Before Working in Retail: Tips on How to Survive

Cheryl Nuzum

College is the time of our lives when we have to start actually becoming…adults. As if that wasn’t bad enough, money matters are starting to become a relevant part to our everyday lives. It’s been said before and it’ll be said again: life ain’t cheap. Somehow in the next four years on our lives, we’ll have to find a way to pay for and budget our rent, groceries, gas and all the other unexpecteds that are bound to pop.
The main solution for many college students is to get a job. While admittedly those are pretty hard to come by in Statesboro, it’s not impossible. If becoming a member of the minimum wage workforce is an inevitable part of your future, here are some tips and warnings to ease you into the transition.
Buy comfortable shoes
You’ll be on your feet for 6+ hours straight. Whether you’re running the register, doing inventory or simply just working the floor (whatever that means), you’re not going to have a chance to sit down. And the second you do lean against the counter for a little comfort, your manager will be right there to prop you back up. Get some Dr. Scholls and save yourself the pain.
Working the register will be easiest and most-boring job
Entirely about going through the motions. Scan, bag, make change, receipt. Scan, return, refund, receipt. Smile. Smile. Smile. It’s easy, it’s routine, it’s boring. But it keeps your boss off your back since you’re always doing something. (Particularly helpful if you’re hungover AF).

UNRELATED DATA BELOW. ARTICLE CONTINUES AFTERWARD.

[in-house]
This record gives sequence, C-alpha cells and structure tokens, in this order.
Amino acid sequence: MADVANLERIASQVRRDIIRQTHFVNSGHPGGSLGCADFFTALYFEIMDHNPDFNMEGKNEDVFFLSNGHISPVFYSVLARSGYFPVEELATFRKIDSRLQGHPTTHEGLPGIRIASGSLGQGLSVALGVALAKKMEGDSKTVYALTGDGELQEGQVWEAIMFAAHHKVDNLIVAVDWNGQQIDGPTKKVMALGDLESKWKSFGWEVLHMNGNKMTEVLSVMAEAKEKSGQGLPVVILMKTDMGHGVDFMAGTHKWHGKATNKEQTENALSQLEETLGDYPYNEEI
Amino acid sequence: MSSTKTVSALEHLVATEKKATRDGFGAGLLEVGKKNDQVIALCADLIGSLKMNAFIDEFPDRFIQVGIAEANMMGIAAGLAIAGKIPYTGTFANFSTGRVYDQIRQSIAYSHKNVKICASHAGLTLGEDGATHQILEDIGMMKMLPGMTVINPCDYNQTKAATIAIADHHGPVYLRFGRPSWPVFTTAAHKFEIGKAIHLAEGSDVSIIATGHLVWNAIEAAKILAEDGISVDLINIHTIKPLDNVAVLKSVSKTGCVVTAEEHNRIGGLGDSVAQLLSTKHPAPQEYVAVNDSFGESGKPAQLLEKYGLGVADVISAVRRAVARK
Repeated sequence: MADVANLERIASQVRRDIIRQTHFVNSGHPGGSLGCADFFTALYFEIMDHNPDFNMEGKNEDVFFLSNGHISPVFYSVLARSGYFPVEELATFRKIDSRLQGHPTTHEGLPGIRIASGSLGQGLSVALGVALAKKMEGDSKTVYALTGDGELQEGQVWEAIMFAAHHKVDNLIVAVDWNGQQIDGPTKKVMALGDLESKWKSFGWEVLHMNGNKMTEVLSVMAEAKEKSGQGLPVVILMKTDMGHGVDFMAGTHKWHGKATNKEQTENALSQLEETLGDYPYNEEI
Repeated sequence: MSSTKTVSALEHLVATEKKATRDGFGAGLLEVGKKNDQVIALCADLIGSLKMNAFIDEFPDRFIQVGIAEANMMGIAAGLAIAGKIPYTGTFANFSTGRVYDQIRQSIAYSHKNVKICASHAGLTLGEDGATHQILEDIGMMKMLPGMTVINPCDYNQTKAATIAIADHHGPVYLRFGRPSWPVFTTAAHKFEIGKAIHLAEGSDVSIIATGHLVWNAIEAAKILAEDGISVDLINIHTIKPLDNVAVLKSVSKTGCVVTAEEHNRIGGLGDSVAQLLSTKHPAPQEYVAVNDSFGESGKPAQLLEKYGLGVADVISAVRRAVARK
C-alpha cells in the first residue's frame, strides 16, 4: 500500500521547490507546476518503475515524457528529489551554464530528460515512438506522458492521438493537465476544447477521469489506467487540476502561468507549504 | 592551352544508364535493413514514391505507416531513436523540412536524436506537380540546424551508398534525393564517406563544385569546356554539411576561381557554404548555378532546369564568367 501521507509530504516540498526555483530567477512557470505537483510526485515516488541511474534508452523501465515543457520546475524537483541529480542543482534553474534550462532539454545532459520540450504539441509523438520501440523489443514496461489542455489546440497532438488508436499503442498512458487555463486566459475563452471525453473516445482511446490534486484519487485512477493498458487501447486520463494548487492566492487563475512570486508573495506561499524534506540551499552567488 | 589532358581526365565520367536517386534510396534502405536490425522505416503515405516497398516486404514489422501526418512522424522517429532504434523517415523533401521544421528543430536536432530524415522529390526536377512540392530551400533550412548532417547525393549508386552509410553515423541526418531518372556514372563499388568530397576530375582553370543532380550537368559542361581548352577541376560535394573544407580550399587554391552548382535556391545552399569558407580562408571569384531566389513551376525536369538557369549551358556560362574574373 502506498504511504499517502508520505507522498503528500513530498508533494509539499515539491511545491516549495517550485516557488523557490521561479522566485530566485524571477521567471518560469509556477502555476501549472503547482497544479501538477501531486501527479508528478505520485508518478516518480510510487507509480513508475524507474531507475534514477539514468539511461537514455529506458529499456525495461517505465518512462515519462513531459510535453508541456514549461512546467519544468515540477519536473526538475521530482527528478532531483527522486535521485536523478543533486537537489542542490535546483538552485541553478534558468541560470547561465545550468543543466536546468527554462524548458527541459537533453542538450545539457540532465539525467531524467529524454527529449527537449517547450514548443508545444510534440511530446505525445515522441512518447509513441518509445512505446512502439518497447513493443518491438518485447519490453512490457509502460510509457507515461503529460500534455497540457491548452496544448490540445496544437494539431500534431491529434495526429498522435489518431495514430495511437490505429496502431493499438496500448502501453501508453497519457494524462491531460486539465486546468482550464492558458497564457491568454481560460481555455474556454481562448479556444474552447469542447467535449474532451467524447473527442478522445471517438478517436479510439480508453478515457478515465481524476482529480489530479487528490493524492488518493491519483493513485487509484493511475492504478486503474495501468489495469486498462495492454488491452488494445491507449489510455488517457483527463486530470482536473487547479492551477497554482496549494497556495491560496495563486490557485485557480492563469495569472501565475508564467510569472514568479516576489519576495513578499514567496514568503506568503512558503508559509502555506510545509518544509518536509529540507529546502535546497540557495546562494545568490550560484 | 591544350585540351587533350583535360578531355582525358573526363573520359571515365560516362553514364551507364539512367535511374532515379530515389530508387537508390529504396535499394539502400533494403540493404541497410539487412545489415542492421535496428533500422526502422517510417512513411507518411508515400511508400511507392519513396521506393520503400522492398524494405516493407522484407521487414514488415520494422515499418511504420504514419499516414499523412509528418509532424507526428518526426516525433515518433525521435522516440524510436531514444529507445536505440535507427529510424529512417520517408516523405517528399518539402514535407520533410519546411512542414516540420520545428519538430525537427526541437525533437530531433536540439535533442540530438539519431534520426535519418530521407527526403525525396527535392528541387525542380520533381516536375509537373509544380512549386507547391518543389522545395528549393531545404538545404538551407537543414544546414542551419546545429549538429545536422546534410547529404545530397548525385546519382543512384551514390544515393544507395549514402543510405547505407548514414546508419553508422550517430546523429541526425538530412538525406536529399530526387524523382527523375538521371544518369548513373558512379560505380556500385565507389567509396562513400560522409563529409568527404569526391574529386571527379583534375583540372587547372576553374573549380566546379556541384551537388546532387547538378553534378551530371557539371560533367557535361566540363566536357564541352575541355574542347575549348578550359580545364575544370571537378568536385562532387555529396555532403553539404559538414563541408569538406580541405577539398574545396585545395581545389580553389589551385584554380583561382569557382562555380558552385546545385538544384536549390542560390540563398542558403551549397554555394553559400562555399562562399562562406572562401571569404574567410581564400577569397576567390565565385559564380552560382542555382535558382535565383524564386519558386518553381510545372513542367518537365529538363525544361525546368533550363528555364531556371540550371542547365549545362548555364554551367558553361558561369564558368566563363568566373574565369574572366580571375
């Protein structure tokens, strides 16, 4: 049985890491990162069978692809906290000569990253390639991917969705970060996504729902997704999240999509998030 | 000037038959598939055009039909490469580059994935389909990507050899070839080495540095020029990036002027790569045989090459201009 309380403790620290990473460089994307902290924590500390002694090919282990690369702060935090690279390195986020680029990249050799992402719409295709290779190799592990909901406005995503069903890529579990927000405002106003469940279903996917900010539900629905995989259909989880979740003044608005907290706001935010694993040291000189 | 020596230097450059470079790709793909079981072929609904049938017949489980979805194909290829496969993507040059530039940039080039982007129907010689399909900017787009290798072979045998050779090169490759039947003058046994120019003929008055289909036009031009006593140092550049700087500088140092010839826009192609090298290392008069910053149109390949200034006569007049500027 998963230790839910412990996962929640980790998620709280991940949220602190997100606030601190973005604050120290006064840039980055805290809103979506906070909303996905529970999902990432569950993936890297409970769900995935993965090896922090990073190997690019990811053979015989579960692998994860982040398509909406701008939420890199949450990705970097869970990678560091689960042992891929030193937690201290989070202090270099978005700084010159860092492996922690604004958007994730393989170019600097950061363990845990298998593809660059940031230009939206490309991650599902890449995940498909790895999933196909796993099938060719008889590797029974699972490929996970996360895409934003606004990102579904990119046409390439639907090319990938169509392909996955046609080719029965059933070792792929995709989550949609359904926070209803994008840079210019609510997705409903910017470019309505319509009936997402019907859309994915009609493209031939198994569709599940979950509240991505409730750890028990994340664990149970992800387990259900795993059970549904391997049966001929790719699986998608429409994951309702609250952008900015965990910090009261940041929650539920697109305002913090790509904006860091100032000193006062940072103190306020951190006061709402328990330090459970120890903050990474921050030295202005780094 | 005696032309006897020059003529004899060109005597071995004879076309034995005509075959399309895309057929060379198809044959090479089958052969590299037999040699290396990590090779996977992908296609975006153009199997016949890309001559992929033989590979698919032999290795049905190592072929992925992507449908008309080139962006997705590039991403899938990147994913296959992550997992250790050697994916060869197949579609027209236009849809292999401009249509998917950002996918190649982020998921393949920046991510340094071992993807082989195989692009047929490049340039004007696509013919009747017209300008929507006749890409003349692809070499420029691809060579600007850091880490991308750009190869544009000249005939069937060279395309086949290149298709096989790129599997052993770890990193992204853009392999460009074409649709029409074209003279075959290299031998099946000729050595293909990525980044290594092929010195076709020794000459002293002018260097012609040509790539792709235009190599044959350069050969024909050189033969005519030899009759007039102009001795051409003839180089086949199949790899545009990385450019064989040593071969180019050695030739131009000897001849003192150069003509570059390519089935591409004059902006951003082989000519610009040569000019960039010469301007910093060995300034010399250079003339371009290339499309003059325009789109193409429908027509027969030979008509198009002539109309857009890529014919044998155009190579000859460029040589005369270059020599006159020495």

Don’t check the time.
It doesn’t go by any faster. Honestly, it’ll start to seem like it’s going backwards. Just be surprised.
Do check the back. It’s easier.
For some reason, customers tend to think “the back” is this magical, mystery land full of stuff the store refuses to put on display and, you know, sell. “Do you have any other sizes in the back?” “This isn’t really what I wanted. Do you keep anything else in the back?” “I saw this online but I don’t see it here. Can you check the back?” While it seems easy to just say “I’m sorry, no” there will inevitably be a customer not satisfied with that answer and will ask you to look anyways. Just go to the back the first time, count to 30, come back and say no. Far less frustrating.
Customers will make the dumbest jokes
Every time the scanner doesn’t pick up the barcode, you will hear a “Oh I guess it’s free!” Every time you check the money to make sure it’s not counterfeit you will hear “Yeah I just printed that.” Every now and then you’ll even get a “That’s what she said” when you’re bagging item an item and it doesn’t fit. Most people will tell you to just smile and laugh. I personally prefer a different route. Laugh and say “That’s the fourth time I’ve heard that today”. Then it’s their turn to awkwardly laugh and feel uncomfortable. Taste of their own medicine.
Customers. They’re everywhere.
Honestly the worst part of your job is just the customers. Whether they’re asking irrelevant questions, taking up much than their fair share of time or messing up the display you just finished, you can’t escape them. But you get use to it. You’ll learn how to politely remove yourself so you can head to break room and silently scream to yourself. Then you’ll get some coffee. Then you’ll get to clock out. And two weeks later, you’ll get paycheck that doesn’t make it seem quite worth, but just a little better.